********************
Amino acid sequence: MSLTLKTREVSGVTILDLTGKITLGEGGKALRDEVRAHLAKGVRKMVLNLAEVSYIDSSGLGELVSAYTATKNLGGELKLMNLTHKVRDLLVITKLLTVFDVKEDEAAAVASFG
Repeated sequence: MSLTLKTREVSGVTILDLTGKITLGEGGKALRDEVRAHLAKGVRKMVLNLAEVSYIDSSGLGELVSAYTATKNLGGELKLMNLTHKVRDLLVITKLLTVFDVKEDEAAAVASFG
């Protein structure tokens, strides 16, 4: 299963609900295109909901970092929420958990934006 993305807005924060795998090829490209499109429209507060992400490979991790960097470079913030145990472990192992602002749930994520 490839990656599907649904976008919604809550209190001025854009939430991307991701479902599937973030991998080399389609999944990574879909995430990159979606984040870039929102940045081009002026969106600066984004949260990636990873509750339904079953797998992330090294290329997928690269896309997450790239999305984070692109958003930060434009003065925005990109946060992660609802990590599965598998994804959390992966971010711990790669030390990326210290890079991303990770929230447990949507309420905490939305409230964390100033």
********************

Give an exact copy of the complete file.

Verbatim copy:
Amino acid sequence: MSLTLKTREVSGVTILDLTGKITLGEGGKALRDEVRAHLAKGVRKMVLNLAEVSYIDSSGLGELVSAYTATKNLGGELKLMNLTHKVRDLLVITKLLTVFDVKEDEAAAVASFG
Repeated sequence: MSLTLKTREVSGVTILDLTGKITLGEGGKALRDEVRAHLAKGVRKMVLNLAEVSYIDSSGLGELVSAYTATKNLGGELKLMNLTHKVRDLLVITKLLTVFDVKEDEAAAVASFG
């Protein structure tokens, strides 16, 4: 299963609900295109909901970092929420958990934006 993305807005924060795998090829490209499109429209507060992400490979991790960097470079913030145990472990192992602002749930994520 490839990656599907649904976008919604809550209190001025854009939430991307991701479902599937973030991998080399389609999944990574879909995430990159979606984040870039929102940045081009002026969106600066984004949260990636990873509750339904079953797998992330090294290329997928690269896309997450790239999305984070692109958003930060434009003065925005990109946060992660609802990590599965598998994804959390992966971010711990790669030390990326210290890079991303990770929230447990949507309420905490939305409230964390100033």